The story of Eliot Higgins, a blogger who exploits publicly accessible material to piece together important facts about the Syrian conflict, offers a unique insight into the enormous potential of open-source intelligence. Matthew Moran describes how the networked society has spawned new analytical approaches and opportunities. In November 2013, the New Yorker published a profile of Eliot Higgins – or Brown Moses as he is known to almost 17,000 Twitter followers. […]
Category: big data
Eyes of the World: Interview with George Jungbluth of the US National Oceanographic and Atmospheric Administration
This post is part of our ongoing NDSA innovation group’s Insights interview series. Scientific data is the biggest of the “big data.” In fact, research data and increased complexity and volume of data are two of the challenges addressed by the National Agenda for Digital Stewardship. To find out more about the data preservation and […]
The specter of big data is haunting the world, but has the data revolution already occurred?
Changes to the supply and demand of data are restructuring privileged hierarchies of knowledge, with amateur hackers and machine-readable technology becoming a central part of its analysis. Traditional experts may be hoping for a gradual evolution, but a parallel revolution led by practitioners in the private sector may already be underway. Prasanna Lal Das argues that partnerships will need to incorporate […]
Impact Round-Up 25th January: Anonymity, metadata, and tacit knowledge vs reproducible results.
Managing Editor Sierra Williams presents a round-up of popular stories from around the web on higher education, academic impact, and trends in scholarly communication. 1. The role of anonymity in the blogosphere and in science took centre stage this week when a … Continue reading →
Two New Exciting Research Data Infrastructure Projects: Or From Soup to Nuts and Back (Maybe)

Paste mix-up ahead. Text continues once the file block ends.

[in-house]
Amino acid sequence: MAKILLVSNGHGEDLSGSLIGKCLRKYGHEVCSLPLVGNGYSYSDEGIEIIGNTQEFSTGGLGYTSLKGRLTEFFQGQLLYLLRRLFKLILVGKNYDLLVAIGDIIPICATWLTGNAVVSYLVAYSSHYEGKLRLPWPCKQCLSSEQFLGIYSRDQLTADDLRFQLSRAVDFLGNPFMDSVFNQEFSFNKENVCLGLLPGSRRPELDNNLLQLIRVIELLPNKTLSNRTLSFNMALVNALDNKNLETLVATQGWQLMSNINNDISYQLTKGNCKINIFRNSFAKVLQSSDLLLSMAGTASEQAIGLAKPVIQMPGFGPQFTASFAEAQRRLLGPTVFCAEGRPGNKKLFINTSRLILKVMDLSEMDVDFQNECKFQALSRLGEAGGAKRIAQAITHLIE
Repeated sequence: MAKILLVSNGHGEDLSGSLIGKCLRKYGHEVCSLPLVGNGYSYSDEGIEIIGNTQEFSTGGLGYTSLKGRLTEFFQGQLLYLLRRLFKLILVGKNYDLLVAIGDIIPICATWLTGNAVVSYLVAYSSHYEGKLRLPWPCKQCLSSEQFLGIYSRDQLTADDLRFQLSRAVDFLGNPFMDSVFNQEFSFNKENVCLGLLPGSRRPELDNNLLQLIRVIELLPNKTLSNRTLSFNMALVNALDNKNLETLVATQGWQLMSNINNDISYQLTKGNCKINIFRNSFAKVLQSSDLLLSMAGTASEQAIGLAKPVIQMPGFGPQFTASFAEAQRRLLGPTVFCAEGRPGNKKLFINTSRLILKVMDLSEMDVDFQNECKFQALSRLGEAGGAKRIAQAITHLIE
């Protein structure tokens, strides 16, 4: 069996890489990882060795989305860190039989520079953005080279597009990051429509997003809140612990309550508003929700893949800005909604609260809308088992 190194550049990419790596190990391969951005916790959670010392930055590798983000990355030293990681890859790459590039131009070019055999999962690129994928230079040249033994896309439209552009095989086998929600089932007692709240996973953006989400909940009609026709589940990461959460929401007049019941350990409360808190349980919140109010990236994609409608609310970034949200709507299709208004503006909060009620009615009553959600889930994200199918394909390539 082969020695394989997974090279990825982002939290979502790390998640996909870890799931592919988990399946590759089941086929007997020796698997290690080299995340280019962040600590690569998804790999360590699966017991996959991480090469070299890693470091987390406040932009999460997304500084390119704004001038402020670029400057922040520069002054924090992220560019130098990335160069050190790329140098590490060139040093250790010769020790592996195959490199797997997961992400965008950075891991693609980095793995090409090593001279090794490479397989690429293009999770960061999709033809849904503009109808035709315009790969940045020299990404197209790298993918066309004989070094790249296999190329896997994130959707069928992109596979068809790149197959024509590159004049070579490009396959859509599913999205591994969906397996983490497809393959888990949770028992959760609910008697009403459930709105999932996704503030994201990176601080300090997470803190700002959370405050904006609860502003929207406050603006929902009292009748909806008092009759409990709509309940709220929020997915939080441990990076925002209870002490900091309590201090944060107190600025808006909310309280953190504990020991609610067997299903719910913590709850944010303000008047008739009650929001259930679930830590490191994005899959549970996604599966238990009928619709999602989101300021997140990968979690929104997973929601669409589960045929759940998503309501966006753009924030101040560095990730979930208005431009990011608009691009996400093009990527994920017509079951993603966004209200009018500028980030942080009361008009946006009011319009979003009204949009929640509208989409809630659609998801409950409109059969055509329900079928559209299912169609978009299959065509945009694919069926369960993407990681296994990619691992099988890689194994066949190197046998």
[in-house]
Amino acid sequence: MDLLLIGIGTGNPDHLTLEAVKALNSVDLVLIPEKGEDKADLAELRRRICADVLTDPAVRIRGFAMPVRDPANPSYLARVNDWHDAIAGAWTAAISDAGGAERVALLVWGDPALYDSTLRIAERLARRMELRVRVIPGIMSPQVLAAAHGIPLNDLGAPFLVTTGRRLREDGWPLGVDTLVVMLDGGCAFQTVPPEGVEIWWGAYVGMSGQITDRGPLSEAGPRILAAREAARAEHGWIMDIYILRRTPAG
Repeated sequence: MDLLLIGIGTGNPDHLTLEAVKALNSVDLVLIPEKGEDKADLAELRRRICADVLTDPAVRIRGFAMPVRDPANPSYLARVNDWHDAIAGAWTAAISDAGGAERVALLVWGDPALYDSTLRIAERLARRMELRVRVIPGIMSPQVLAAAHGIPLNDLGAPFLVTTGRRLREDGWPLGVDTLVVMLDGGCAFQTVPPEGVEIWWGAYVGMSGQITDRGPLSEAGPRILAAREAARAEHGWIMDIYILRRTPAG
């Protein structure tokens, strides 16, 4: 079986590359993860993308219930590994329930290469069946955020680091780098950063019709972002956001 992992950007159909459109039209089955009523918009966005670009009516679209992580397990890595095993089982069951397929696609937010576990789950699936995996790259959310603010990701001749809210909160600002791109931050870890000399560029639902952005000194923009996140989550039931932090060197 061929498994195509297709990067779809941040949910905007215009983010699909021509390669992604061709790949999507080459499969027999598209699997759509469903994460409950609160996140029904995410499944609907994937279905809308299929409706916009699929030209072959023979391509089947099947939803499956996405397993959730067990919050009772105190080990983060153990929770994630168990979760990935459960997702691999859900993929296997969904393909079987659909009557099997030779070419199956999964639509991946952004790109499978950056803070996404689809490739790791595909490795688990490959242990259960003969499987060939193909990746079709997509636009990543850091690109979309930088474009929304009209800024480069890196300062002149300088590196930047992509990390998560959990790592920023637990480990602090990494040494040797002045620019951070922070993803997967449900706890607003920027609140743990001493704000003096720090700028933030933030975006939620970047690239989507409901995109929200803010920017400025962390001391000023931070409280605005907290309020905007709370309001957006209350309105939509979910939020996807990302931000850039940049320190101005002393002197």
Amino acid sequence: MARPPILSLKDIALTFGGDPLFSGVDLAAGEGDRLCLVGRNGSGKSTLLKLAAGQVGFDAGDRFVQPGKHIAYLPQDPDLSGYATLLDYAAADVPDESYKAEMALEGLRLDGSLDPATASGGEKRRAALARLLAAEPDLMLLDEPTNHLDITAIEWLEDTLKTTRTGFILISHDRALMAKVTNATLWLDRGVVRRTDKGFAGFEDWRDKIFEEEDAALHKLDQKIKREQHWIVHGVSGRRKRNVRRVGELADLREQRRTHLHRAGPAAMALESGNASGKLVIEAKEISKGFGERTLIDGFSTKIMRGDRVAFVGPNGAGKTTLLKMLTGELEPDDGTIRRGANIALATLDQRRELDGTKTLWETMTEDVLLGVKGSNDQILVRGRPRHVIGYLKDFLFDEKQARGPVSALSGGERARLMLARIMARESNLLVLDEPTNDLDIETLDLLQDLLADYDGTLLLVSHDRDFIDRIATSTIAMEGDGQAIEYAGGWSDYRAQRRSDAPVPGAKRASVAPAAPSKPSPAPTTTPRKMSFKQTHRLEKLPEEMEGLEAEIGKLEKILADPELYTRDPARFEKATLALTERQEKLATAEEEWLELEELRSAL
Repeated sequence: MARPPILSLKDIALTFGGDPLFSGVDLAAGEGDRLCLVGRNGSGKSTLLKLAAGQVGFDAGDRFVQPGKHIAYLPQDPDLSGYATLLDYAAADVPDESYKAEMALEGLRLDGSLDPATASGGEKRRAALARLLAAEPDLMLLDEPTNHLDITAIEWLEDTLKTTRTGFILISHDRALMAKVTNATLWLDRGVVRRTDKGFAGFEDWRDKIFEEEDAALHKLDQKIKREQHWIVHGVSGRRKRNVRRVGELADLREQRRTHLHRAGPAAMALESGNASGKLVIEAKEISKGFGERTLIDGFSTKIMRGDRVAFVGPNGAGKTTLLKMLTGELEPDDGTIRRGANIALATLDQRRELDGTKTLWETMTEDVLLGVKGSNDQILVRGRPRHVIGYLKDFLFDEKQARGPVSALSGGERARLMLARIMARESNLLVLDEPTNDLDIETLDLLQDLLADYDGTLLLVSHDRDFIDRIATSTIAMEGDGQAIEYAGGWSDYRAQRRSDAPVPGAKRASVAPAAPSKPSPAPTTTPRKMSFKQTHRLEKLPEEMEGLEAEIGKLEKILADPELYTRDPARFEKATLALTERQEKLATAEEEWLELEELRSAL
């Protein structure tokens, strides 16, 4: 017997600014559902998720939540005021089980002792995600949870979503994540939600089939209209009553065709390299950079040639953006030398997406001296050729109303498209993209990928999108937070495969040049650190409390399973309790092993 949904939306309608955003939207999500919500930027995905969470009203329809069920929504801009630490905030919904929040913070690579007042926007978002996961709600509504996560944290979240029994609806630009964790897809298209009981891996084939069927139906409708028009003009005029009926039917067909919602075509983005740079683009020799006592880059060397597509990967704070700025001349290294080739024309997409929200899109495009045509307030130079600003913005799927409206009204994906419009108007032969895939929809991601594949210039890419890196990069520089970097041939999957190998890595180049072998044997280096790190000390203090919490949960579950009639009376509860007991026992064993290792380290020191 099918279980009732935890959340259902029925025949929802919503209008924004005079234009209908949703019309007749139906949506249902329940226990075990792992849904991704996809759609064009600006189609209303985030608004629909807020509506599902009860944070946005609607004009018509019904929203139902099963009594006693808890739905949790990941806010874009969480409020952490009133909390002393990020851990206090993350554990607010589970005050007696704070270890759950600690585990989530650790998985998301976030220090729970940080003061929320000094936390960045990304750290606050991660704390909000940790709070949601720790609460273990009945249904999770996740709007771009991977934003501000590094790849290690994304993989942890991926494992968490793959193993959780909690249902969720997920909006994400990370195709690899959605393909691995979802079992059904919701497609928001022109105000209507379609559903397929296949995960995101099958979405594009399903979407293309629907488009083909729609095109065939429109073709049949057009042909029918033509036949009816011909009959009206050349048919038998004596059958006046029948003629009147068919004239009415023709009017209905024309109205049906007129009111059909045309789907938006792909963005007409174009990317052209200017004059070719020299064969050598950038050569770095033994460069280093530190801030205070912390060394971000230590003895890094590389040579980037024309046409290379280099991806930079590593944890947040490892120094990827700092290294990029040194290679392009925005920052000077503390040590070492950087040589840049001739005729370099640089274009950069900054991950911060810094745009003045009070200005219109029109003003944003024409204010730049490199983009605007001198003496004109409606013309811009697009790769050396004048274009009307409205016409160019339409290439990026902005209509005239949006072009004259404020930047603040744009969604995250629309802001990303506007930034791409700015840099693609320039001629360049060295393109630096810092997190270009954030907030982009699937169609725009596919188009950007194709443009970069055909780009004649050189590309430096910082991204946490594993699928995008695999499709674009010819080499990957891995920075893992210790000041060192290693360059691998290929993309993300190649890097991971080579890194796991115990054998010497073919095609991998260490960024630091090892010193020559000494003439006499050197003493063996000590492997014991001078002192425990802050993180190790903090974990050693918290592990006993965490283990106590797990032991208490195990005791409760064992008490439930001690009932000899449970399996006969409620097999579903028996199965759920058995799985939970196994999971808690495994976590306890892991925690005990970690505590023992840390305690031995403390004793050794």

We hear a constant stream of news about how crunching massive data collections will change everything from soup to nuts. Here on The Signal, it’s fair to say that scientific research data is close to the heart of our hopes, dreams and fears when it comes to big data: we’ve written over two-dozen posts touching on […]
The availability of open data and new trends in data visualisation will transform how we understand our cities.
Due to the increasing availability of large urban datasets, it is now becoming easier to produce online visualisations that capture and help interpret the complex spatial dynamics of cities. Duncan A. Smith argues that as further open datasets are made available, … Continue reading →
Astronomical Data and Astronomical Digital Stewardship: An interview with Brian Schmidt
The following is a guest post from Jane Mandelbaum, co-chair of the National Digital Stewardship Alliance Innovation Working group and IT Project Manager at the Library of Congress. As part of our ongoing series of insights discussions with individuals doing innovative work related to digital preservation and stewardship I am excited to talk with Brian Schmidt. Brian […]
Five recommendations for maximising the relevance of social science research for policy-making in the big data era
The quantity and influence of generalisable data presents challenges and opportunities for public policy making. Helen Margetts discusses how social scientists can help policy-makers in this changed environment, ensuring that social science research remains relevant, and warns that social science … Continue reading →
Big Data: Call for your words and images
Our three-part series on Big Data is an invitation to discussion.
We’re looking for YOUR best stories, essays and images related to Big Data in ecology and environmental science. We’ll highlight excerpts from our favorites here on our blog will be available within the comments of this blog.
We’re aiming to represent a range of ideas as well as cultivate deep discussions around focused subtopics. As long as it relates to Big Data and ecology/environmental science it’s fair game, but we are particularly interested in discussion of the following points:
What’s one of the biggest challenges of ecological Big Data, and how can/should we address it (or what is someone already doing to address it)?…
Macrosystems Biology: How to share, manage and cite big data and team science?
Last month, I participated in the first Principal Investigator meeting of NSF’s new Macrosystems Biology program. The NSF solicits proposals to “support quantitative, interdisciplinary, systems-oriented research on biosphere processes and their complex interactions with climate, land use, and invasive species at regional to continental scales.”
The first groups of projects cover an incredible range of topics, and are embracing a wide range of research approaches. In a pre-meeting survey, projects reported using simulation models, developing new theory, fitting empirical models to multi-scaled data, analyzing paleoecological data and implementing experiments across linked networks ofsites. Almost half the groups reflected the newness of the continental-scale approach by including significant educational activities.…